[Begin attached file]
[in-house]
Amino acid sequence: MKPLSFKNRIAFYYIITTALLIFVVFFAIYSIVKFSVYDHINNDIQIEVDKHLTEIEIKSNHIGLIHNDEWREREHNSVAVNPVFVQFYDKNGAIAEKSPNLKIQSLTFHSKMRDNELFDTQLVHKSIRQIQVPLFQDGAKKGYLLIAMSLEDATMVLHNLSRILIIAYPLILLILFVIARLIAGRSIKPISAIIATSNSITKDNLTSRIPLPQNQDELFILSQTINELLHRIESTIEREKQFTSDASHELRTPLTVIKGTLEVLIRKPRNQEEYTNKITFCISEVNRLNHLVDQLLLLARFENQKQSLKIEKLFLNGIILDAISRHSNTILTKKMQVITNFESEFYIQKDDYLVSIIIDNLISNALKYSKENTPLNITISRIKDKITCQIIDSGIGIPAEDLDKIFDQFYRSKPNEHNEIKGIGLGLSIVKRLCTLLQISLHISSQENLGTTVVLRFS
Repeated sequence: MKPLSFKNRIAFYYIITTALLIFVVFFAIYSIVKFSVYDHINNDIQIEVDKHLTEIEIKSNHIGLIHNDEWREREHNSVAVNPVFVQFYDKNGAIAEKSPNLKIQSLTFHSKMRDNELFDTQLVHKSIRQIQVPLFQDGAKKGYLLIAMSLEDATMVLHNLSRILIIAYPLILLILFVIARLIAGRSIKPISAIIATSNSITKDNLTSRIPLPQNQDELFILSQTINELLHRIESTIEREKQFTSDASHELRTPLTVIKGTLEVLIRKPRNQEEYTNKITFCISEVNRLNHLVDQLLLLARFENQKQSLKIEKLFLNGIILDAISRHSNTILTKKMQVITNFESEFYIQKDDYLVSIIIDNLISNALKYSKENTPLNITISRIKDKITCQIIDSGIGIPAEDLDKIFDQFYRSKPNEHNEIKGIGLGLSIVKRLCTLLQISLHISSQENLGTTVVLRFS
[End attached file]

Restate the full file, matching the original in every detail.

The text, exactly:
[in-house]
Amino acid sequence: MKPLSFKNRIAFYYIITTALLIFVVFFAIYSIVKFSVYDHINNDIQIEVDKHLTEIEIKSNHIGLIHNDEWREREHNSVAVNPVFVQFYDKNGAIAEKSPNLKIQSLTFHSKMRDNELFDTQLVHKSIRQIQVPLFQDGAKKGYLLIAMSLEDATMVLHNLSRILIIAYPLILLILFVIARLIAGRSIKPISAIIATSNSITKDNLTSRIPLPQNQDELFILSQTINELLHRIESTIEREKQFTSDASHELRTPLTVIKGTLEVLIRKPRNQEEYTNKITFCISEVNRLNHLVDQLLLLARFENQKQSLKIEKLFLNGIILDAISRHSNTILTKKMQVITNFESEFYIQKDDYLVSIIIDNLISNALKYSKENTPLNITISRIKDKITCQIIDSGIGIPAEDLDKIFDQFYRSKPNEHNEIKGIGLGLSIVKRLCTLLQISLHISSQENLGTTVVLRFS
Repeated sequence: MKPLSFKNRIAFYYIITTALLIFVVFFAIYSIVKFSVYDHINNDIQIEVDKHLTEIEIKSNHIGLIHNDEWREREHNSVAVNPVFVQFYDKNGAIAEKSPNLKIQSLTFHSKMRDNELFDTQLVHKSIRQIQVPLFQDGAKKGYLLIAMSLEDATMVLHNLSRILIIAYPLILLILFVIARLIAGRSIKPISAIIATSNSITKDNLTSRIPLPQNQDELFILSQTINELLHRIESTIEREKQFTSDASHELRTPLTVIKGTLEVLIRKPRNQEEYTNKITFCISEVNRLNHLVDQLLLLARFENQKQSLKIEKLFLNGIILDAISRHSNTILTKKMQVITNFESEFYIQKDDYLVSIIIDNLISNALKYSKENTPLNITISRIKDKITCQIIDSGIGIPAEDLDKIFDQFYRSKPNEHNEIKGIGLGLSIVKRLCTLLQISLHISSQENLGTTVVLRFS